New Research Directions and New Industries

The GaN vertical heterojunction field effect transistor (HFET) technology could have a significant impact on the next generation of power modules due to their one order of magnitude higher power density over conventional silicon IGFETs, and their ability to operate at higher efficiency and voltage linearity due to their robustness to incident power immunity in many grid applications. However, the reliability improvements necessary to achieve this promise requires the development of a new physics-based approach to reliability prediction for GaN-based high voltage field effect transistors (HVFETs). This has been accomplished through the development of reliability models based on the Bayesian approach.

Innovations and Interdisciplinary Character

This project has provided the development of physics-based failure models for GaN-based HVFETs. More importantly, it has established an integrated fundamental science approach encompassing degradation processes such as the material/heterostructures, bulk, surface and interface states, temperature, strain, and high field effects such as hot carriers and hot phonons generation as well the materials science of contacts and Schottky barriers. The point defect parameters and their effect on device reliability have been determined and include surface, interface, bulk barrier and bulk buffer traps. The physics of hot phonons and hot electrons and their interplay with thermal and polarization phenomena as well as interactions with existing defects and the nucleation of new defects have been uncovered. The effect of hot electron and hot phonon on phonon decay and power dissipation, as well as the velocity limiting processes, has been determined. All of these factors, once eliminated, lead to system integration of high voltage GaN three terminal devices in reliable wind turbines.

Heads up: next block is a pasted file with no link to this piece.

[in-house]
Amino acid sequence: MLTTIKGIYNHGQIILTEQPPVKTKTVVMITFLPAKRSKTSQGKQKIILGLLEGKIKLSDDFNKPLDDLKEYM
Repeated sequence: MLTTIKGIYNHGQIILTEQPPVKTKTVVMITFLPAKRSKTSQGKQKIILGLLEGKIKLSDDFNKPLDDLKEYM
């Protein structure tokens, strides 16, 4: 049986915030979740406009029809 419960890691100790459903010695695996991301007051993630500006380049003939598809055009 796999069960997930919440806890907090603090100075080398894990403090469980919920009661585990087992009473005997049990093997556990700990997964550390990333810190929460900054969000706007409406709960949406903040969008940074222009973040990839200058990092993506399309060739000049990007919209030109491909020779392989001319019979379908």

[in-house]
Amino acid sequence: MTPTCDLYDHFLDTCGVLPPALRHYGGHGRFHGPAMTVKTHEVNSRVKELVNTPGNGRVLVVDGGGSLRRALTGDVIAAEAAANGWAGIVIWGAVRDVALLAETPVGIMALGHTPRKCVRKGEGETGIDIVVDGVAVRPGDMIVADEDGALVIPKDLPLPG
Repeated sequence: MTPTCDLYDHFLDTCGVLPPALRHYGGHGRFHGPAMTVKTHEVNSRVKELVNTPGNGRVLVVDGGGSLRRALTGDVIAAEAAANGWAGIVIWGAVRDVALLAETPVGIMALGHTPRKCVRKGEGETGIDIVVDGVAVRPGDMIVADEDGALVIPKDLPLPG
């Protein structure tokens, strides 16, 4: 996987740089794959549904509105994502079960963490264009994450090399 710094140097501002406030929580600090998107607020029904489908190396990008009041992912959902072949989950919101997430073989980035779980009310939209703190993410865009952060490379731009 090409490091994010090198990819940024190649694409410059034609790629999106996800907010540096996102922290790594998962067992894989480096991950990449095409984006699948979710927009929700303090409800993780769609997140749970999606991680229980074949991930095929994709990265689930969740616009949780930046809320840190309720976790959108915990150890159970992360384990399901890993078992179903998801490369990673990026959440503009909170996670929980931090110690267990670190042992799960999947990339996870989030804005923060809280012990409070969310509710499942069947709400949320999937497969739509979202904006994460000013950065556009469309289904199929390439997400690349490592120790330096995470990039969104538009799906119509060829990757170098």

An Upcoming Challenge

The establishment of the basis for the 21st-century approach to robust manufacturing and reliability has begun. To meet this challenge, failure mechanisms due to the high electric fields; the coupled effects of heat, strain, and electric polarization, gate current, and the relatively high density of extended and point defects endemic in GaN and SiC must be further identified and quantified.

Professor Christou and his research group have identified unique dislocation clustering in thick GaN epitaxial layers necessary for power electronics. Such clustering must be controlled and understood from a thermodynamics point of view. The physics-based knowledge gained through extensive and targeted characterizations and analyses must be incorporated into the failure models, which can then become the basis for a novel robust manufacturing approach.

Offshore wind energy is a critical application due to the harsh operating environment. This is of specific interest to the state of Maryland as a large “wind farm” will soon operate in the Atlantic Ocean, roughly 20 miles from Ocean City.


Published February 7, 2020